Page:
One of the criticisms of sitcoms is that they cater to the lowest common denominator, and their jokes are really flat. But that’s one thing that doesn’t happen with “The League” and shows like “Curb Your Enthusiasm.” Do you think that maybe this is a better model?

Jeff: Well, I dunno if it’s a better model. I do know most sitcoms are not very good. I remember when reality shows were taking over, and everyone was like, "Aren’t you mad about these reality shows? They’re killing the sitcom." I was like, "If they kill 'According to Jim,' I’m thrilled."

Our show is built to be funny. We want to make sure that everything in there is funny. We try and write funny things, they try to say funny things, and like Jackie was saying, FX gives us the room to do whatever we think is funny, and that’s a luxury network shows just don’t have.

But I also think, the thing that was important to us when we started the show, just to go back to when we started – we never thought it would go five years. We were just making a pilot, and we wanted to make a pilot that captured how a group of friends really talked, and we wanted it to feel real, like we were hanging out with these clever, witty, wicked people. And the best way to make it feel real was to have people speak in their own voices, so that’s the improv. So we wanted to make it feel real when we do it with the improv, but we don’t want it to feel like improv, and that’s the writing.

The show has been criticized for being sexist for its lack of really strong, unique female characters. What was your response to that, and is that something season 5 attempts to address?

Jackie: I have to be honest with you, I’m really surprised to hear that. I think Jenny [Aselton] is one of the most interesting female characters probably in comedy. I think she stands up and always has her own point of view, always, with the guys. I don’t think she’s token at all.

I think Janina Gavankar, who plays Shiva, has been a spectacular character we’ve had on, and everyone from Eliza Dushku to Jaima Mays to all of the people who’ve played the supporting roles, and even Brooklyn Decker last year – I thought, Brooklyn Decker did a spectacular job as the girl they were in love with in high school who tortured them. I thought she was really – I mean, obviously it wasn’t about being lovable, but certainly in terms of the balls-out, no-holds-barred original comedic female character, I think Brooklyn did a spectacular job.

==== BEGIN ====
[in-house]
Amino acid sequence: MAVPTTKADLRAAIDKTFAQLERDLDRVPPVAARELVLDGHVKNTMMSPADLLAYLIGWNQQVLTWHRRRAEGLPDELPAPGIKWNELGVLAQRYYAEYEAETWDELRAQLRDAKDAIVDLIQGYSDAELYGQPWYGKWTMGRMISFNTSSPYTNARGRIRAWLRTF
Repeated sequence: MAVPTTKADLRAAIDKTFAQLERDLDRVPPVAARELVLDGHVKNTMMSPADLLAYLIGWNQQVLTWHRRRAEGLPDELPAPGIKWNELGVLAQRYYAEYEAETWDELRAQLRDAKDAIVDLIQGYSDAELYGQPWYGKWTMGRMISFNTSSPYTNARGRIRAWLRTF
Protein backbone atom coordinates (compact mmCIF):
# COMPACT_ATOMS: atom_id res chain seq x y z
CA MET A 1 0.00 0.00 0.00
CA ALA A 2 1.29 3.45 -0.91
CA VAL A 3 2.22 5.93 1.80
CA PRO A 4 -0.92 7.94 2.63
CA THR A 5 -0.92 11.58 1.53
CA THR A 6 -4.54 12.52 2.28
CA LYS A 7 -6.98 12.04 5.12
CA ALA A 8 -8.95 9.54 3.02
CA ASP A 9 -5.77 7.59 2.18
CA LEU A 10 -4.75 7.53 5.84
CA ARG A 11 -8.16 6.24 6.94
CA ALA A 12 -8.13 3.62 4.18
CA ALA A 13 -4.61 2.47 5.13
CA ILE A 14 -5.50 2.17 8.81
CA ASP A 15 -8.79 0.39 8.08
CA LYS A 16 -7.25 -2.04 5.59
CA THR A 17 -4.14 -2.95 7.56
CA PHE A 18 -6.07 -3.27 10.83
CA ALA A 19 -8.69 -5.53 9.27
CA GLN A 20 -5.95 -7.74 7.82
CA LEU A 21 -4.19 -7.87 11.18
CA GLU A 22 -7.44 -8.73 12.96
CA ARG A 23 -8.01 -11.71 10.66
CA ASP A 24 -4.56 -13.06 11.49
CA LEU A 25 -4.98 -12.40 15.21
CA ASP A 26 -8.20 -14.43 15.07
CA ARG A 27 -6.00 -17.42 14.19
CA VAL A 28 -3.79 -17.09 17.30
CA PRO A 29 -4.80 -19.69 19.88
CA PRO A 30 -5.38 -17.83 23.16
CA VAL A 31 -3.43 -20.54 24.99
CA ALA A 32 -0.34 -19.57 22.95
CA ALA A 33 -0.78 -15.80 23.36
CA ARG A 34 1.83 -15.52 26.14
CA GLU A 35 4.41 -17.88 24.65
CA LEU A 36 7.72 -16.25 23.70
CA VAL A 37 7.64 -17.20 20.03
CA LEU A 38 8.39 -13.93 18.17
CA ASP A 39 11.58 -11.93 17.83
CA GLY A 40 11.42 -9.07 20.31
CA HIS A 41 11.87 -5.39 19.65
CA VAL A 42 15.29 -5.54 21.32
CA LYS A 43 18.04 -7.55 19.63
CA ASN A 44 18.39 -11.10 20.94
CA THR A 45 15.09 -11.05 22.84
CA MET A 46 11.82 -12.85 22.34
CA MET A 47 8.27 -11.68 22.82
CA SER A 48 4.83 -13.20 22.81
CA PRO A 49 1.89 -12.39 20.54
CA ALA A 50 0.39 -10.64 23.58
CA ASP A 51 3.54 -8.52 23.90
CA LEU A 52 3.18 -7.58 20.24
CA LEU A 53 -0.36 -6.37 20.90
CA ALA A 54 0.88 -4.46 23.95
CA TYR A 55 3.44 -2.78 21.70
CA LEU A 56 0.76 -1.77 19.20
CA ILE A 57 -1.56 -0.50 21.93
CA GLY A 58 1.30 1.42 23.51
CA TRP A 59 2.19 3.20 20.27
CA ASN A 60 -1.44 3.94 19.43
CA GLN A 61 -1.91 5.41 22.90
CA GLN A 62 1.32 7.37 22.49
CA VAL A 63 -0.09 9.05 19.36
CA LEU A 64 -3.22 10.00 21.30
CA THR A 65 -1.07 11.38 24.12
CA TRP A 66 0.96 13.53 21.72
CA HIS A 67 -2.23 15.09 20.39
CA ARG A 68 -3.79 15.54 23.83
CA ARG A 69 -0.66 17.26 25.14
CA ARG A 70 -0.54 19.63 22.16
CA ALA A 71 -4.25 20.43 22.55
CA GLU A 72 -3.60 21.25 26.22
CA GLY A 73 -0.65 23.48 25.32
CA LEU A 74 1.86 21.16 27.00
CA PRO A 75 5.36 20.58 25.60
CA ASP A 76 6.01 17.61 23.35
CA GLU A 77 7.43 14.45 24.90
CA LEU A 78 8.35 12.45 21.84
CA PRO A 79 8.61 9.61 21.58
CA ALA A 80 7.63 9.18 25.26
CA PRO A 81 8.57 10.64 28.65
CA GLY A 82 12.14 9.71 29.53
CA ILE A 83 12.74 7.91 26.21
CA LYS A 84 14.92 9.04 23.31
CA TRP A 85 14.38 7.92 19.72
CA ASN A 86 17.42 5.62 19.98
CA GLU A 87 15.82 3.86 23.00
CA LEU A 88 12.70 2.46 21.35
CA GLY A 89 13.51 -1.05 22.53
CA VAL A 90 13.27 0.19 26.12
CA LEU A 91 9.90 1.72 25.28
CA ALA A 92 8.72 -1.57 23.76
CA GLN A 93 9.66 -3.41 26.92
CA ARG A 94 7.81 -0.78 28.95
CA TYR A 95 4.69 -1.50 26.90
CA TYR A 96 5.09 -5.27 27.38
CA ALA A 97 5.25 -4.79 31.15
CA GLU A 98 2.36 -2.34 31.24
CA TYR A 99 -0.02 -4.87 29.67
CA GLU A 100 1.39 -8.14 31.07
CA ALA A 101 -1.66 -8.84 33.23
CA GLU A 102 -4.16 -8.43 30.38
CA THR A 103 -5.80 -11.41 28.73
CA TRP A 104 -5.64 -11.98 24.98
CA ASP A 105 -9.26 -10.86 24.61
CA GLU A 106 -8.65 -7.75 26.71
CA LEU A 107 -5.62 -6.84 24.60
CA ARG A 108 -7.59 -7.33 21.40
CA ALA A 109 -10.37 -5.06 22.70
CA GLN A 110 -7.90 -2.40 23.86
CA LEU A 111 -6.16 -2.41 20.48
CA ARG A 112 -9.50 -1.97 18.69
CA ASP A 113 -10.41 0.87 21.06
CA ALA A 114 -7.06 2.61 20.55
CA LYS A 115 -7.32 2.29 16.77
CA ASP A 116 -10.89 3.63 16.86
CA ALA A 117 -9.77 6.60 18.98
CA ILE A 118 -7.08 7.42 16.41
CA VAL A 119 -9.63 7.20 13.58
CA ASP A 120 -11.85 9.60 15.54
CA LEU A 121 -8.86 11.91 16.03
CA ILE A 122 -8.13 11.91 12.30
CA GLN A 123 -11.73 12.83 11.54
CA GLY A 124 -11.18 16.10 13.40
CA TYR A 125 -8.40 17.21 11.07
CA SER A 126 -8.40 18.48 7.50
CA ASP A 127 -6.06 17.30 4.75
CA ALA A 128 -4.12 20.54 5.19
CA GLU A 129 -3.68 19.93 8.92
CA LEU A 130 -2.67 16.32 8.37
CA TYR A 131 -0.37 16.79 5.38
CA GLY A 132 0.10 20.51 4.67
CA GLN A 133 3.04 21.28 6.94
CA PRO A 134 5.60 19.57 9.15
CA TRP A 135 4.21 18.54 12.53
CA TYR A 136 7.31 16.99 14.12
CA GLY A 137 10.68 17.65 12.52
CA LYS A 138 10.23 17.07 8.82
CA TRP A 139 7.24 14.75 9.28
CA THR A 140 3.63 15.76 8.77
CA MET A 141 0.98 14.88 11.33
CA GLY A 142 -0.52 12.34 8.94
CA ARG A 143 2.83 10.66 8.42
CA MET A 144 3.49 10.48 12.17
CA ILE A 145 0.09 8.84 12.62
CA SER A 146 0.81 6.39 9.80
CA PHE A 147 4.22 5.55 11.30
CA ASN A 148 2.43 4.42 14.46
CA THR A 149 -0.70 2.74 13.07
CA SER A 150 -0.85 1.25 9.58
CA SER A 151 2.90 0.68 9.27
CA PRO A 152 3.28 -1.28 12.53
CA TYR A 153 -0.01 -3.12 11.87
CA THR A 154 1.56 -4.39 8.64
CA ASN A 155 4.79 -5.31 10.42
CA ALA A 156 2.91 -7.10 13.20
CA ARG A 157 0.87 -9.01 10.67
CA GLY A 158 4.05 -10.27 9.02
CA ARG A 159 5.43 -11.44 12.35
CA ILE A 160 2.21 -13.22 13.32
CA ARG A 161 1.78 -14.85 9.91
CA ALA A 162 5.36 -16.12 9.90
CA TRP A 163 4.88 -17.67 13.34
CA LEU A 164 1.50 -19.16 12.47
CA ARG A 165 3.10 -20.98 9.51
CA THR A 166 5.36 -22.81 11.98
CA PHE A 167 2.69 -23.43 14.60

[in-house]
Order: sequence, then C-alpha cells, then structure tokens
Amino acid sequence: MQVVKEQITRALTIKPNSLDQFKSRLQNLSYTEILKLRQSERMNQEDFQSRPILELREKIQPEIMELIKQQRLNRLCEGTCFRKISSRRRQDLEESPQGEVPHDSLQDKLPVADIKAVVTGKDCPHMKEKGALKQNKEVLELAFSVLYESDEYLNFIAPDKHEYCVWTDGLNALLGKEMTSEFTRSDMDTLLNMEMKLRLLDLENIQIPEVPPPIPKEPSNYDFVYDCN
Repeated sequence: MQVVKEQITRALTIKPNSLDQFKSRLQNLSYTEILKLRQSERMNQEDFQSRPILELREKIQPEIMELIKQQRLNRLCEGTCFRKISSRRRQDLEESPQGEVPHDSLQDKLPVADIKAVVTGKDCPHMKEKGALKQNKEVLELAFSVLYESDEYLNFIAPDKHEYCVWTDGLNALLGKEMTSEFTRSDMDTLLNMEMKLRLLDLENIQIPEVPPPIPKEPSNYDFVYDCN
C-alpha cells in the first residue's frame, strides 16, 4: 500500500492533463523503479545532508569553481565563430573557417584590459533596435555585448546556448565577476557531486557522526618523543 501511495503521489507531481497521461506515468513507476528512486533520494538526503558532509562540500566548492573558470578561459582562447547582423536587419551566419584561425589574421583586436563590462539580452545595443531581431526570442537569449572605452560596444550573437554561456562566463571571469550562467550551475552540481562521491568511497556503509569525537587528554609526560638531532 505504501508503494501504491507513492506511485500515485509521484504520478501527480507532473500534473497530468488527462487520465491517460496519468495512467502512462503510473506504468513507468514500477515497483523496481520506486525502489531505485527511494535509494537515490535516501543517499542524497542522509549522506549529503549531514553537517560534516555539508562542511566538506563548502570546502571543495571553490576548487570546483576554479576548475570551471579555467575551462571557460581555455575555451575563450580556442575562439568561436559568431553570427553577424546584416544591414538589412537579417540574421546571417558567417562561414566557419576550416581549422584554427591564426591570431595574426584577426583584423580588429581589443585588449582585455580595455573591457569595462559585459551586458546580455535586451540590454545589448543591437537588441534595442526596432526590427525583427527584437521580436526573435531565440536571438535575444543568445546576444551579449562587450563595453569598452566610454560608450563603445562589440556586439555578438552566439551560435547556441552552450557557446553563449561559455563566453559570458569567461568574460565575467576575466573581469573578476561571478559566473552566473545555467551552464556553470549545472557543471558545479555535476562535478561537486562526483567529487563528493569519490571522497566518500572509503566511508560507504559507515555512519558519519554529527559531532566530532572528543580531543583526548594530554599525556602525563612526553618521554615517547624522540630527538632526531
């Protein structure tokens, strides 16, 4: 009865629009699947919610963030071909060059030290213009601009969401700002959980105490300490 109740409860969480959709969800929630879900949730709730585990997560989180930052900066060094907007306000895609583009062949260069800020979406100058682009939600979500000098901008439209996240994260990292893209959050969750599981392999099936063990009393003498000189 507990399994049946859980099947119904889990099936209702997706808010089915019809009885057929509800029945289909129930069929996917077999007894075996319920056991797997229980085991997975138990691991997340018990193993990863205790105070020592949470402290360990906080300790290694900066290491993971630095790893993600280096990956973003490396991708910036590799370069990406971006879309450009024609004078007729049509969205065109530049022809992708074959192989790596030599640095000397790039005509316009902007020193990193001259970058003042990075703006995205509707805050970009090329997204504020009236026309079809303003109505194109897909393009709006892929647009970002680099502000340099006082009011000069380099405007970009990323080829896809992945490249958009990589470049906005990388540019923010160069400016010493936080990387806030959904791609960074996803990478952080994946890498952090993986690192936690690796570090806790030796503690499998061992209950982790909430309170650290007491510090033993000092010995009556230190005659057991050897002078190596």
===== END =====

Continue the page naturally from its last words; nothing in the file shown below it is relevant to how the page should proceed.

I kinda don’t really think about what anybody says. I don’t really think the show is sexist. I think we try to make it feel authentic and – it’s what we’re writing about and it’s our point of view, so maybe the world or life is a little bit sexist, then I guess that’s where we’re coming from, but it’s certainly not filtered though a lens of being --

Jeff: I think we’re trying very hard to make sure our girls are as strong as our men. I think people come on the show and it’s like, if you’re a guest star you probably have a strange flaw. If you’re a lead on the show, you also have some strange quirks and you’re going to do some bad behavior, so just – male or female. We’re pretty much equal opportunity offenders, I think.

After five seasons of writing together, what do you do to keep the writing (and your marriage) fresh?